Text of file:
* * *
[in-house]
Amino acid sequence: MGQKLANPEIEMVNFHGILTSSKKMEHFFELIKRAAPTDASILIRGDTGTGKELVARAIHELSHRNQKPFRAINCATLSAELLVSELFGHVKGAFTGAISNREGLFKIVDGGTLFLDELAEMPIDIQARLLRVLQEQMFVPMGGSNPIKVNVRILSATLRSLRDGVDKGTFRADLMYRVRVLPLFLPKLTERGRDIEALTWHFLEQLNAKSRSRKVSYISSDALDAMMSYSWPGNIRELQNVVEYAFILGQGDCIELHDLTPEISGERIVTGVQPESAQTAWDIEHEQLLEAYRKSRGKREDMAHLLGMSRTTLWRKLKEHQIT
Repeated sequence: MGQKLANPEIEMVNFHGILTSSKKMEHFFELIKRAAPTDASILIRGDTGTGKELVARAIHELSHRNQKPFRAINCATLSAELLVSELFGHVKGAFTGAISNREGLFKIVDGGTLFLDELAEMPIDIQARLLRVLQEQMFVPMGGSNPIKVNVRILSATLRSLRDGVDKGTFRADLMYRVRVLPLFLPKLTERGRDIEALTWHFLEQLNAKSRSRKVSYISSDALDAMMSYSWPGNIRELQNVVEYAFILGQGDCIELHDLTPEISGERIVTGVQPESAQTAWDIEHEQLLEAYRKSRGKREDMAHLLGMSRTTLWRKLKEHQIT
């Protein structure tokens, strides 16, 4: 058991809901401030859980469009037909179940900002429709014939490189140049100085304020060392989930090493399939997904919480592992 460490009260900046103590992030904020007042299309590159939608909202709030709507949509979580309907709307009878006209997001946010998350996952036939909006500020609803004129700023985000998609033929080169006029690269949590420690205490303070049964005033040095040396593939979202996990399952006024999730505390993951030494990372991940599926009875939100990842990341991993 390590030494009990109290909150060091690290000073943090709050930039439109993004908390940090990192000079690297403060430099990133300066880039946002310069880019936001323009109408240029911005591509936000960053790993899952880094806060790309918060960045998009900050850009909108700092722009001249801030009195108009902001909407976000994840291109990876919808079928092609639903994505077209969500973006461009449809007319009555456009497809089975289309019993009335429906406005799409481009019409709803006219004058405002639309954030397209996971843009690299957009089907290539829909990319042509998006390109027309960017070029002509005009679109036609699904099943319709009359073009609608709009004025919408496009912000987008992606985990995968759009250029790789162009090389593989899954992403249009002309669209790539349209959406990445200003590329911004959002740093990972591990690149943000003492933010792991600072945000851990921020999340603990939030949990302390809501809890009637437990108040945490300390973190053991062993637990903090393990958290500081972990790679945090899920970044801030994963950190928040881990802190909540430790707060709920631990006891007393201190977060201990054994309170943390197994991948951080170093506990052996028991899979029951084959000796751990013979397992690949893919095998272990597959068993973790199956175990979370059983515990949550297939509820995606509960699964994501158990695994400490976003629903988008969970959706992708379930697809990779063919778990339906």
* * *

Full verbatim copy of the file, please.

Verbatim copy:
[in-house]
Amino acid sequence: MGQKLANPEIEMVNFHGILTSSKKMEHFFELIKRAAPTDASILIRGDTGTGKELVARAIHELSHRNQKPFRAINCATLSAELLVSELFGHVKGAFTGAISNREGLFKIVDGGTLFLDELAEMPIDIQARLLRVLQEQMFVPMGGSNPIKVNVRILSATLRSLRDGVDKGTFRADLMYRVRVLPLFLPKLTERGRDIEALTWHFLEQLNAKSRSRKVSYISSDALDAMMSYSWPGNIRELQNVVEYAFILGQGDCIELHDLTPEISGERIVTGVQPESAQTAWDIEHEQLLEAYRKSRGKREDMAHLLGMSRTTLWRKLKEHQIT
Repeated sequence: MGQKLANPEIEMVNFHGILTSSKKMEHFFELIKRAAPTDASILIRGDTGTGKELVARAIHELSHRNQKPFRAINCATLSAELLVSELFGHVKGAFTGAISNREGLFKIVDGGTLFLDELAEMPIDIQARLLRVLQEQMFVPMGGSNPIKVNVRILSATLRSLRDGVDKGTFRADLMYRVRVLPLFLPKLTERGRDIEALTWHFLEQLNAKSRSRKVSYISSDALDAMMSYSWPGNIRELQNVVEYAFILGQGDCIELHDLTPEISGERIVTGVQPESAQTAWDIEHEQLLEAYRKSRGKREDMAHLLGMSRTTLWRKLKEHQIT
């Protein structure tokens, strides 16, 4: 058991809901401030859980469009037909179940900002429709014939490189140049100085304020060392989930090493399939997904919480592992 460490009260900046103590992030904020007042299309590159939608909202709030709507949509979580309907709307009878006209997001946010998350996952036939909006500020609803004129700023985000998609033929080169006029690269949590420690205490303070049964005033040095040396593939979202996990399952006024999730505390993951030494990372991940599926009875939100990842990341991993 390590030494009990109290909150060091690290000073943090709050930039439109993004908390940090990192000079690297403060430099990133300066880039946002310069880019936001323009109408240029911005591509936000960053790993899952880094806060790309918060960045998009900050850009909108700092722009001249801030009195108009902001909407976000994840291109990876919808079928092609639903994505077209969500973006461009449809007319009555456009497809089975289309019993009335429906406005799409481009019409709803006219004058405002639309954030397209996971843009690299957009089907290539829909990319042509998006390109027309960017070029002509005009679109036609699904099943319709009359073009609608709009004025919408496009912000987008992606985990995968759009250029790789162009090389593989899954992403249009002309669209790539349209959406990445200003590329911004959002740093990972591990690149943000003492933010792991600072945000851990921020999340603990939030949990302390809501809890009637437990108040945490300390973190053991062993637990903090393990958290500081972990790679945090899920970044801030994963950190928040881990802190909540430790707060709920631990006891007393201190977060201990054994309170943390197994991948951080170093506990052996028991899979029951084959000796751990013979397992690949893919095998272990597959068993973790199956175990979370059983515990949550297939509820995606509960699964994501158990695994400490976003629903988008969970959706992708379930697809990779063919778990339906």